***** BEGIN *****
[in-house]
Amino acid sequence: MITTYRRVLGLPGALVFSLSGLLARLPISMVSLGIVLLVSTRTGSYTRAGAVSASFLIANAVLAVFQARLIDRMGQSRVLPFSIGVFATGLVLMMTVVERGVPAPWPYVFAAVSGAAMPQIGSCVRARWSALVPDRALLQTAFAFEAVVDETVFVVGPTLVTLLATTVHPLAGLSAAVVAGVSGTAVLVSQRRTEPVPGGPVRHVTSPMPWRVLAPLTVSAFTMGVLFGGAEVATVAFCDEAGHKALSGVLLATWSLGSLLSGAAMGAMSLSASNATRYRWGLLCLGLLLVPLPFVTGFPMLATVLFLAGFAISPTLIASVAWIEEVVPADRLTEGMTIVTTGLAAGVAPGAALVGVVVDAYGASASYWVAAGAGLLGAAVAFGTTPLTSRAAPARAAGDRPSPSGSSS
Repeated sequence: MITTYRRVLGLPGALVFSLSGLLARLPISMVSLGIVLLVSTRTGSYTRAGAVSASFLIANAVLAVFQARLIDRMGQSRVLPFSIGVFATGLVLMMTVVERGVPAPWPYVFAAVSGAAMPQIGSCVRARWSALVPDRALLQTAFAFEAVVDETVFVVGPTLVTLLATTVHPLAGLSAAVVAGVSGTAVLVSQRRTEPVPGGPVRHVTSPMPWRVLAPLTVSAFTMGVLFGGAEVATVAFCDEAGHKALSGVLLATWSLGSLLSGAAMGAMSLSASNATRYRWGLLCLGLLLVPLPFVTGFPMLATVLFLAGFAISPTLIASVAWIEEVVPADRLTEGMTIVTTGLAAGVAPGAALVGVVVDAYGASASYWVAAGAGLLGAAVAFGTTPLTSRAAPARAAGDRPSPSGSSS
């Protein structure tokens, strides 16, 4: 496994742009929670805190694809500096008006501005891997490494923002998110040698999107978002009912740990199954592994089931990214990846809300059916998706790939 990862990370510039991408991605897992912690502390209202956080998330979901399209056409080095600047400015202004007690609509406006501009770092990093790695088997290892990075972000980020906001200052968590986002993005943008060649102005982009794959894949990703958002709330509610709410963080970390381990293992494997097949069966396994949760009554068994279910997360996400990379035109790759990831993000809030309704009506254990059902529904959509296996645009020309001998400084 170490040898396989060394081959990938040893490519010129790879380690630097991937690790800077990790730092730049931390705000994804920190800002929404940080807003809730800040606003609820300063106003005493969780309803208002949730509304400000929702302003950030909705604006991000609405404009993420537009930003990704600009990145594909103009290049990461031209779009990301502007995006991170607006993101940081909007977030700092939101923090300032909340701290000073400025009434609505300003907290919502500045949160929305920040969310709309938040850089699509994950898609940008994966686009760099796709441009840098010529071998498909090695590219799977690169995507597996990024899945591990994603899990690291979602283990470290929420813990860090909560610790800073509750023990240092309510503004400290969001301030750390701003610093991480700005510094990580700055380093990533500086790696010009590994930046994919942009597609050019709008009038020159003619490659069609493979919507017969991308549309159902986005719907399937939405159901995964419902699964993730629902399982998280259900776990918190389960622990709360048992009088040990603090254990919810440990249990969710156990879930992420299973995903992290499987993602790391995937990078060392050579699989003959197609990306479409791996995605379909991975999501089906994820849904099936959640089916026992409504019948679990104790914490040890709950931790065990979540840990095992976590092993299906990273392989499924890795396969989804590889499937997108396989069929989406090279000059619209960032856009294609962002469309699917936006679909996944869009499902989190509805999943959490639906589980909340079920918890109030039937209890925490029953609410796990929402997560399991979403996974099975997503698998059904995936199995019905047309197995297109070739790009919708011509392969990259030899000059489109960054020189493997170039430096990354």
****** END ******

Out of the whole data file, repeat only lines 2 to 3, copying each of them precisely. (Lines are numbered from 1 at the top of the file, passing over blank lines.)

Amino acid sequence: MITTYRRVLGLPGALVFSLSGLLARLPISMVSLGIVLLVSTRTGSYTRAGAVSASFLIANAVLAVFQARLIDRMGQSRVLPFSIGVFATGLVLMMTVVERGVPAPWPYVFAAVSGAAMPQIGSCVRARWSALVPDRALLQTAFAFEAVVDETVFVVGPTLVTLLATTVHPLAGLSAAVVAGVSGTAVLVSQRRTEPVPGGPVRHVTSPMPWRVLAPLTVSAFTMGVLFGGAEVATVAFCDEAGHKALSGVLLATWSLGSLLSGAAMGAMSLSASNATRYRWGLLCLGLLLVPLPFVTGFPMLATVLFLAGFAISPTLIASVAWIEEVVPADRLTEGMTIVTTGLAAGVAPGAALVGVVVDAYGASASYWVAAGAGLLGAAVAFGTTPLTSRAAPARAAGDRPSPSGSSS
Repeated sequence: MITTYRRVLGLPGALVFSLSGLLARLPISMVSLGIVLLVSTRTGSYTRAGAVSASFLIANAVLAVFQARLIDRMGQSRVLPFSIGVFATGLVLMMTVVERGVPAPWPYVFAAVSGAAMPQIGSCVRARWSALVPDRALLQTAFAFEAVVDETVFVVGPTLVTLLATTVHPLAGLSAAVVAGVSGTAVLVSQRRTEPVPGGPVRHVTSPMPWRVLAPLTVSAFTMGVLFGGAEVATVAFCDEAGHKALSGVLLATWSLGSLLSGAAMGAMSLSASNATRYRWGLLCLGLLLVPLPFVTGFPMLATVLFLAGFAISPTLIASVAWIEEVVPADRLTEGMTIVTTGLAAGVAPGAALVGVVVDAYGASASYWVAAGAGLLGAAVAFGTTPLTSRAAPARAAGDRPSPSGSSS